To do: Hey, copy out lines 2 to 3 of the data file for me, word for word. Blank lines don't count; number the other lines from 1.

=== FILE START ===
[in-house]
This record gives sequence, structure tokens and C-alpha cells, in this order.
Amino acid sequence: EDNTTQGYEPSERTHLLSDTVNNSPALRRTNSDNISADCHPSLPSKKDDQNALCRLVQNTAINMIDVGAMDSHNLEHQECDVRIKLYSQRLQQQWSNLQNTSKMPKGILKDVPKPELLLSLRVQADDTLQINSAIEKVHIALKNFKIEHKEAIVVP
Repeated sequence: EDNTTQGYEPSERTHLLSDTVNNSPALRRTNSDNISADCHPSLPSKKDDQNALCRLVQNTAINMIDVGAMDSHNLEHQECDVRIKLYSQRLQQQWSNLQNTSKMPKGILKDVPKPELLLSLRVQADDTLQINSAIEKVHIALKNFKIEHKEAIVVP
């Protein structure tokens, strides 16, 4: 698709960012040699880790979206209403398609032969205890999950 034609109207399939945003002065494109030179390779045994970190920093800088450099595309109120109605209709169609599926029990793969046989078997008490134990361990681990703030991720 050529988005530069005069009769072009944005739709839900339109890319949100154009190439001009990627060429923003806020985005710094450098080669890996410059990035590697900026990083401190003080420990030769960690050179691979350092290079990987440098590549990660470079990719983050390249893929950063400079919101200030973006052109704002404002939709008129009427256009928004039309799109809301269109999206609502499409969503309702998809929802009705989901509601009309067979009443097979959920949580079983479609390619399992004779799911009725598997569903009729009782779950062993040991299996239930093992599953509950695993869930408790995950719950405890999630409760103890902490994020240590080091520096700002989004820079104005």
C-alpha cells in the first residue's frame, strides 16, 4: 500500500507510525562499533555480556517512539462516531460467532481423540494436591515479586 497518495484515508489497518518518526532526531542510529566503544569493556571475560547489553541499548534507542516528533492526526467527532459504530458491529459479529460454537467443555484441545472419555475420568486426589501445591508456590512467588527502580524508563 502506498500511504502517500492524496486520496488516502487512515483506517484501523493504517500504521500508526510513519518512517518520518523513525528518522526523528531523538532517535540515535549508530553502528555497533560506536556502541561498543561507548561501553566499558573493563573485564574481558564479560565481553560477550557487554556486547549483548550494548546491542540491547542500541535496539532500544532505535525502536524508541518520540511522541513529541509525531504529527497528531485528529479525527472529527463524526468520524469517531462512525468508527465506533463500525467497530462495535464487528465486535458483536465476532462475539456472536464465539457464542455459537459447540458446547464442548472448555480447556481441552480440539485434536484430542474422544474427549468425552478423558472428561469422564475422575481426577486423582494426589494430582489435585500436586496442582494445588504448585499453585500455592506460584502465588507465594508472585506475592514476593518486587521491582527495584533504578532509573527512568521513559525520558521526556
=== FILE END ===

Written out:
This record gives sequence, structure tokens and C-alpha cells, in this order.
Amino acid sequence: EDNTTQGYEPSERTHLLSDTVNNSPALRRTNSDNISADCHPSLPSKKDDQNALCRLVQNTAINMIDVGAMDSHNLEHQECDVRIKLYSQRLQQQWSNLQNTSKMPKGILKDVPKPELLLSLRVQADDTLQINSAIEKVHIALKNFKIEHKEAIVVP